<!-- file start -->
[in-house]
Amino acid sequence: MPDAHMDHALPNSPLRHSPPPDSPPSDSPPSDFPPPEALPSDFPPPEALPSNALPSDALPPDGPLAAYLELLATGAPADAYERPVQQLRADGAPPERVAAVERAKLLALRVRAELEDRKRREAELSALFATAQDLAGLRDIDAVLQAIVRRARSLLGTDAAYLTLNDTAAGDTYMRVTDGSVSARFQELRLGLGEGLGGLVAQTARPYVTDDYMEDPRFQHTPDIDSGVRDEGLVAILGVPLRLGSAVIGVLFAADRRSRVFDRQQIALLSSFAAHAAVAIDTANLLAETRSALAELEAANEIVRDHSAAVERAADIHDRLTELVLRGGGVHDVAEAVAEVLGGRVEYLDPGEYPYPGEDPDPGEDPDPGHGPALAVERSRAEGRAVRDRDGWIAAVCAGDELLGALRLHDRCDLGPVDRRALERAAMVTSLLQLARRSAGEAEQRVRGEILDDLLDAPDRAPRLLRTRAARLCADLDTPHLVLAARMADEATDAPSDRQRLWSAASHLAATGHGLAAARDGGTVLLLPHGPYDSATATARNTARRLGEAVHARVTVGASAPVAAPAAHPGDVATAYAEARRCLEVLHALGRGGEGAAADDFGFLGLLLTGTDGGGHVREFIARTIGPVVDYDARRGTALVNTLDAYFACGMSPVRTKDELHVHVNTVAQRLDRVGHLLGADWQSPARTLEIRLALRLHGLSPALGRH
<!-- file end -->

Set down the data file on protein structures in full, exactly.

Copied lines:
[in-house]
Amino acid sequence: MPDAHMDHALPNSPLRHSPPPDSPPSDSPPSDFPPPEALPSDFPPPEALPSNALPSDALPPDGPLAAYLELLATGAPADAYERPVQQLRADGAPPERVAAVERAKLLALRVRAELEDRKRREAELSALFATAQDLAGLRDIDAVLQAIVRRARSLLGTDAAYLTLNDTAAGDTYMRVTDGSVSARFQELRLGLGEGLGGLVAQTARPYVTDDYMEDPRFQHTPDIDSGVRDEGLVAILGVPLRLGSAVIGVLFAADRRSRVFDRQQIALLSSFAAHAAVAIDTANLLAETRSALAELEAANEIVRDHSAAVERAADIHDRLTELVLRGGGVHDVAEAVAEVLGGRVEYLDPGEYPYPGEDPDPGEDPDPGHGPALAVERSRAEGRAVRDRDGWIAAVCAGDELLGALRLHDRCDLGPVDRRALERAAMVTSLLQLARRSAGEAEQRVRGEILDDLLDAPDRAPRLLRTRAARLCADLDTPHLVLAARMADEATDAPSDRQRLWSAASHLAATGHGLAAARDGGTVLLLPHGPYDSATATARNTARRLGEAVHARVTVGASAPVAAPAAHPGDVATAYAEARRCLEVLHALGRGGEGAAADDFGFLGLLLTGTDGGGHVREFIARTIGPVVDYDARRGTALVNTLDAYFACGMSPVRTKDELHVHVNTVAQRLDRVGHLLGADWQSPARTLEIRLALRLHGLSPALGRH